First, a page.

The phrase “deep, acute curves” as used toward the end of a cornell.edu “Introduction to the Elements of Design” webpage, refers to curves or bends where the perimeter of the curve is large compared to the area the curve encloses or excludes. In the design that the text refers to, Saul Steinberg's “Cut-out Family”, the mother's narrow waist and her elaborate dress, hair and hat provide examples of deep curves in this sense. The man and the child, on the other hand, are portrayed with few deep curves.
Edit: In wiktionary, the adjective deep has a dozen senses shown. Which correspond most closely to its usage in the phrase deep curves? Literal senses like “A long way inside; situated far in or back”, or “Voluminous”, or “Having its bottom far down” may apply; but the figurative sense “To a significant, not superficial, extent” is perhaps more appropriate. As a practical matter, shallow curves (“Having little depth; significantly less deep than wide”) may be easier to recognize than deep curves, which we may then define as “not-shallow curves”.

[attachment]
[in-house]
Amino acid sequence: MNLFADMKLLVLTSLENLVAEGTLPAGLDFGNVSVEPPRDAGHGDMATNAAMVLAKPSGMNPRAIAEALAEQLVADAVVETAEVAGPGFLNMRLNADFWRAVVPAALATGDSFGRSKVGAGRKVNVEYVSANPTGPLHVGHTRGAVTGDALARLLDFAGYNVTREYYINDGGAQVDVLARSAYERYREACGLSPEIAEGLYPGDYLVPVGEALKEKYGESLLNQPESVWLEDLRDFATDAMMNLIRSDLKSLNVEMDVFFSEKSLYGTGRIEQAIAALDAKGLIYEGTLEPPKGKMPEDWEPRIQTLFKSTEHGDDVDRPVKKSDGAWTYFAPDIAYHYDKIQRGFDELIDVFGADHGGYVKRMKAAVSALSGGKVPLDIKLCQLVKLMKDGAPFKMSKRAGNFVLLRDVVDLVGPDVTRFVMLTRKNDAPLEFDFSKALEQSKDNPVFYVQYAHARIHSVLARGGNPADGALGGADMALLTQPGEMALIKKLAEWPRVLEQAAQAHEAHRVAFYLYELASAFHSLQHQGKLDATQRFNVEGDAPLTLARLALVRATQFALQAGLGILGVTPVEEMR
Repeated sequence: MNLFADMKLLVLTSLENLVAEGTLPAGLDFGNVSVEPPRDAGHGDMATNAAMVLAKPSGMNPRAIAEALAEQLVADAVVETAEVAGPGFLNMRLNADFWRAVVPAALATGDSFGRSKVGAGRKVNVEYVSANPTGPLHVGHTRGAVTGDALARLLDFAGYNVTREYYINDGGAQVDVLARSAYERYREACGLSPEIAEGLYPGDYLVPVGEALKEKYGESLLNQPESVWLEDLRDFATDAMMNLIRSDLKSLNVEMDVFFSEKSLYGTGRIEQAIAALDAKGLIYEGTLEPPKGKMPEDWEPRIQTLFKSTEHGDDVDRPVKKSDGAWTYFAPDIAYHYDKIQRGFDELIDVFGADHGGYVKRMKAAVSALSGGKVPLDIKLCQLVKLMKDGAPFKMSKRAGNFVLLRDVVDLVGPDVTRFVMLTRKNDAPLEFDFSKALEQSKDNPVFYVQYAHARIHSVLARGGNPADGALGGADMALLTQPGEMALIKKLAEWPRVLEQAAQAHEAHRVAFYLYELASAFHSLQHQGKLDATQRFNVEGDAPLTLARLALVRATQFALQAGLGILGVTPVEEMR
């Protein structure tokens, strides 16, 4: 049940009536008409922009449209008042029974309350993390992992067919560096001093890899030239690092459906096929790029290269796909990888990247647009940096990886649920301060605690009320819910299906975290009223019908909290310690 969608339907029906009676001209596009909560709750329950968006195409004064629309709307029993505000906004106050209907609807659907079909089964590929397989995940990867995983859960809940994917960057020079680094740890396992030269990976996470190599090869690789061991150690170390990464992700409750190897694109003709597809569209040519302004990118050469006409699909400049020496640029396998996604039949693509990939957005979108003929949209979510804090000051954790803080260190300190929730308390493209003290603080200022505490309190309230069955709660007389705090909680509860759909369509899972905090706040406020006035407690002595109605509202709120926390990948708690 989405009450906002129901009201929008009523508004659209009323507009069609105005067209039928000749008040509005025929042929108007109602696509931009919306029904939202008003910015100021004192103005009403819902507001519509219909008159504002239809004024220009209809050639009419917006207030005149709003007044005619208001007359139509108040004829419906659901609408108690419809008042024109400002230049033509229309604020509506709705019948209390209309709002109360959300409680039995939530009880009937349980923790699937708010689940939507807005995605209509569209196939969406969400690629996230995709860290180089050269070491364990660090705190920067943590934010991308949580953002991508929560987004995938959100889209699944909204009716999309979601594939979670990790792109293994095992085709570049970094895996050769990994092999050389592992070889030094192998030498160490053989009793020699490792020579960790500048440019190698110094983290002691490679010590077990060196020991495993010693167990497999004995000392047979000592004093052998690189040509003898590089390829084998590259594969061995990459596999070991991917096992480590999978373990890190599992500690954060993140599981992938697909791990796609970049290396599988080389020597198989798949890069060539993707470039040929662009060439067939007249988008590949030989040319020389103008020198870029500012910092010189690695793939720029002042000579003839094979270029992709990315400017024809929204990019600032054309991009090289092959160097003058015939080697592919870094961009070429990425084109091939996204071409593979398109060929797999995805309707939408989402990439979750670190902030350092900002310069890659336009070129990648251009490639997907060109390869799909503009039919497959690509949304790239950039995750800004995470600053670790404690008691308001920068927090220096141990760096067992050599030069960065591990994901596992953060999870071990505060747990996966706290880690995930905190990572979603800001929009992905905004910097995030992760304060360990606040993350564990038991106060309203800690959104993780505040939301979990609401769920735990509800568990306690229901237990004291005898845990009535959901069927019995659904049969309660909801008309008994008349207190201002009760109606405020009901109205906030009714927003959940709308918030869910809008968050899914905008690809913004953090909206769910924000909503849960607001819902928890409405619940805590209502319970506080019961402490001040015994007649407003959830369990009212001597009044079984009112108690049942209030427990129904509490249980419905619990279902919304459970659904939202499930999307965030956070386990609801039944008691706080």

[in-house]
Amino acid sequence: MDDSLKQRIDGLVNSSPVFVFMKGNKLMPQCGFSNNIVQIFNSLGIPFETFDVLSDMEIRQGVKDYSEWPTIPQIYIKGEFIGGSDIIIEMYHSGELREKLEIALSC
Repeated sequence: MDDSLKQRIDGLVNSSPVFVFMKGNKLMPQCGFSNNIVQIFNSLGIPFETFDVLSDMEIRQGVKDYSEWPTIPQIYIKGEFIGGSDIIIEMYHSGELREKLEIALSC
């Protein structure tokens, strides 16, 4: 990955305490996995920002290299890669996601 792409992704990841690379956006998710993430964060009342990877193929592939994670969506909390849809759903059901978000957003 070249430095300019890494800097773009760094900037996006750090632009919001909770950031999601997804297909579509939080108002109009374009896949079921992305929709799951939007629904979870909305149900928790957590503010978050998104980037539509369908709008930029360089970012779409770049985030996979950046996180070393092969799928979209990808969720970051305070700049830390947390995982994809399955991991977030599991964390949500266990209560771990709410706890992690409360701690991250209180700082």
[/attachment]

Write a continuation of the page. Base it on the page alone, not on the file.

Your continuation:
Note, the definition I gave of deep acute curves as “curves or bends where the perimeter of the curve is large compared to the area the curve encloses or excludes” is related to definitions of high curvature as given in wikipedia's curvature article. The unit tangent vector T mentioned there (or the unit normal N) sweeps through more angular area per unit of time for a high-curvature curve than for a low-curvature curve.